Local Union Leaders and Activists Celebrate CAW's First 25 Years

August 27, 2010


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Local Union Leaders and Activists Celebrate CAW's First 25 Years

Local Union Leaders and Activists Celebrate CAW's First 25 Years
dated August 27 & 28, 2010


Bowmanville, Ontario
May 18, 2010
      

Montreal, Quebec
August 27 & 28, 2010



 

Christine Connor
CAW Local 414 President

       "In November of 1999 over 23,000 members of Retail Wholesale Canada made the historic decision to join the CAW. Since that time we have never looked back. After decades of tension working within the confines of two international unions, retail wholesale workers finally found themselves in a truly progressive all-Canadian union, the CAW. A union that upholds the values of Canadians. A union rooted in the community. A union that didn't just talk about fighting back they actually did it. And did it better than anyone. At the bargaining table, in the work place employers knew that no threat was an empty threat. On picket lines we stood shoulder to shoulder with our sisters and brothers forming new bounds of solidarity, a true sense of community and lasting friendships."



 

Greg Burton
CAW Local 303 President

       "I remember my first experience with collective bargaining. As an immigrant I came to Canada to seek a better quality of life and here I am sitting down with my union negotiating with company CEOs and their lawyers on our proposal to improve the quality of life for workers and their families. I just could not believe the knowledge and the strength of our union and the confidence that that gives you. I haven't been a member of a different union. All I know is CAW. But what I do know is that it is a union that backs its word up with commitments, that passes policies and also acts on them, that puts structures in place that provide openings for people. As a worker of colour I can tell you how critical that is."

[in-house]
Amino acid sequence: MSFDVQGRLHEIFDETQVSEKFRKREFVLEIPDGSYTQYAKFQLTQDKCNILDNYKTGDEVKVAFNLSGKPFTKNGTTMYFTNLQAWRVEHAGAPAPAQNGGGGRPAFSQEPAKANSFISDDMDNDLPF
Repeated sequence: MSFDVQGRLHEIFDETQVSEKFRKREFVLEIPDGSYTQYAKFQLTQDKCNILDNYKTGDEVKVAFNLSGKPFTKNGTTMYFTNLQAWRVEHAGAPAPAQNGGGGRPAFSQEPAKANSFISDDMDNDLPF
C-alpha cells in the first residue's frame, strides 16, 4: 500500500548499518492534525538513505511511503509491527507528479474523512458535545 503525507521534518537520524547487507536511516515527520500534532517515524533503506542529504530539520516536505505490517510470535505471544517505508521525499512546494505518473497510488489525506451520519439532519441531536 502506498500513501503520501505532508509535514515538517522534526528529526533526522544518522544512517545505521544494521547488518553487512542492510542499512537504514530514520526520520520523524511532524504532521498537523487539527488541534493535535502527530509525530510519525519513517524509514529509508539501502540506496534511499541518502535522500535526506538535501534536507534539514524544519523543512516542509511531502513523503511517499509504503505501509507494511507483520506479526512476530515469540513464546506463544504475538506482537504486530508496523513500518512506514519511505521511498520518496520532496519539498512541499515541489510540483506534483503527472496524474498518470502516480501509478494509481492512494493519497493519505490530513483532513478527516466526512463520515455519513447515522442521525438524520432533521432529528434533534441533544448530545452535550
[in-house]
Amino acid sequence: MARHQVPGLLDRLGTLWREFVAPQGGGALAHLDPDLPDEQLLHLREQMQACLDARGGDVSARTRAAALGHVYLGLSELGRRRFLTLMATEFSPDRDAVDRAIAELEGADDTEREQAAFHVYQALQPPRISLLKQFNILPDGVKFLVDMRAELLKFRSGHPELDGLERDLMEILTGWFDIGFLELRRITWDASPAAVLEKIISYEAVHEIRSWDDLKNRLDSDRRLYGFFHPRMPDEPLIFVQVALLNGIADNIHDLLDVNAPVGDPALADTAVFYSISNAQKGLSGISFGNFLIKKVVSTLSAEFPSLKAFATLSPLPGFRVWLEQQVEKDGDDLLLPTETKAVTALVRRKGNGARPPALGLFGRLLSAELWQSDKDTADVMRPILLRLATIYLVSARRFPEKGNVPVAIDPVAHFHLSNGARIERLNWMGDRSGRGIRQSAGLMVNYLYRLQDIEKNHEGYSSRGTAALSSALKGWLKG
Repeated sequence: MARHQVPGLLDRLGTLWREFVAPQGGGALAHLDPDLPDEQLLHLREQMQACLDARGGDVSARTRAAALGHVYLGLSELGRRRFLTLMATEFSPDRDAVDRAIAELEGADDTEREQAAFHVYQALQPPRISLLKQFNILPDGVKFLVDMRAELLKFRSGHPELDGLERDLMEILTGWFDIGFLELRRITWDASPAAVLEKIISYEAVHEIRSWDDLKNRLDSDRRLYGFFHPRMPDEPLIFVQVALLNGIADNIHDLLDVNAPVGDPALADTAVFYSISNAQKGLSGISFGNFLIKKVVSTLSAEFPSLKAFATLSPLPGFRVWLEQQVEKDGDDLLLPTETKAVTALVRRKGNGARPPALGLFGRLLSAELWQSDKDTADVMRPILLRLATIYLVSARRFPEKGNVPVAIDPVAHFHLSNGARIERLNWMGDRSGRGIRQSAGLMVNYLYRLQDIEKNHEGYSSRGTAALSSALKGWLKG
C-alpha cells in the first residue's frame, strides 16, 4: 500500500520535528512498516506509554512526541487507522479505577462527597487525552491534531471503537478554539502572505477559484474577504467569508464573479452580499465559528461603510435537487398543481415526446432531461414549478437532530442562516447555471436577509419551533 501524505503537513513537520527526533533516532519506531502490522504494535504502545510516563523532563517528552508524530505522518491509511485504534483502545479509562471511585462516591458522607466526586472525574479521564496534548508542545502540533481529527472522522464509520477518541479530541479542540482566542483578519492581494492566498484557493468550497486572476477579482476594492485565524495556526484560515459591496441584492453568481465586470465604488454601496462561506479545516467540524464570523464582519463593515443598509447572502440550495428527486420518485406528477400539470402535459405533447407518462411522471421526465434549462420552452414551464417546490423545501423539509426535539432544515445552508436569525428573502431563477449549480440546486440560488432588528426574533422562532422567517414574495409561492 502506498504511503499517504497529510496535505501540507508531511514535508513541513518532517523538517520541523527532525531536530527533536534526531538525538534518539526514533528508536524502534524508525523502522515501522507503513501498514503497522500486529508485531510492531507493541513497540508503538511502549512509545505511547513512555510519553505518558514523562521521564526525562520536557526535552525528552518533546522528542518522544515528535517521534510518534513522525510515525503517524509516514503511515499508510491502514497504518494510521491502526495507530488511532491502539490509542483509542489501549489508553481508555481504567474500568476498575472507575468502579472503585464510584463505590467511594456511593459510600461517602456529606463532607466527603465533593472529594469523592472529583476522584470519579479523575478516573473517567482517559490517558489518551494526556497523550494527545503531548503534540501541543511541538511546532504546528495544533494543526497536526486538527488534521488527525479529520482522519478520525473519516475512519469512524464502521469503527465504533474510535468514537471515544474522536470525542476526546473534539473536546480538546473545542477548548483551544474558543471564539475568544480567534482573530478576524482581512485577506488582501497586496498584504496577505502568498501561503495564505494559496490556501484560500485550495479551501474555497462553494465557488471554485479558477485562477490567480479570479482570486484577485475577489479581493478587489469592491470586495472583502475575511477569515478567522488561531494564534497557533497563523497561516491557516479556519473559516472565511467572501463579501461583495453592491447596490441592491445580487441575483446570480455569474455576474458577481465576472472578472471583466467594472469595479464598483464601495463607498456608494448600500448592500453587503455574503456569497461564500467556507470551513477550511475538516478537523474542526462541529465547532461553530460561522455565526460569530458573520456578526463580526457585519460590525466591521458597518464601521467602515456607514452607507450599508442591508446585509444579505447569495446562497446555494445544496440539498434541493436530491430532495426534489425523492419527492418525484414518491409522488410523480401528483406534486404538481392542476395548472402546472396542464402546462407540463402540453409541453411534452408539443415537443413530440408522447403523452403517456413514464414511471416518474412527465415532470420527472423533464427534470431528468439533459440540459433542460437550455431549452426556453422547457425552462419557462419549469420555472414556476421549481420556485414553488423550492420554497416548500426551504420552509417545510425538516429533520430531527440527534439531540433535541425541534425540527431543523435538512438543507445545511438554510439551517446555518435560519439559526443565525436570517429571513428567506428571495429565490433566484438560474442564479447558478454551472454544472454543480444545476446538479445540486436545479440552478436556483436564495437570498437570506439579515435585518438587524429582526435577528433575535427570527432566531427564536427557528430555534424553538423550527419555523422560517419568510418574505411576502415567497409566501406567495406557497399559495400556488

Charie Virga
Caesars Windsor Casino Unit Chair

       "I was working at the casino. It opened in 1994 and the CAW organized it within a year. Maybe it seems odd at first, having the auto workers organize a casino but in a CAW town like Windsor it wasn't odd at all. In fact there was something to be said about the importance of having a union family culture that extends right through the whole community. Because workers in one sector look over at workers in another sector and it makes sense. They realize it makes sense to have a union. It makes sense to talk to the boss with one strong voice instead of going to the boss one at a time begging for favours."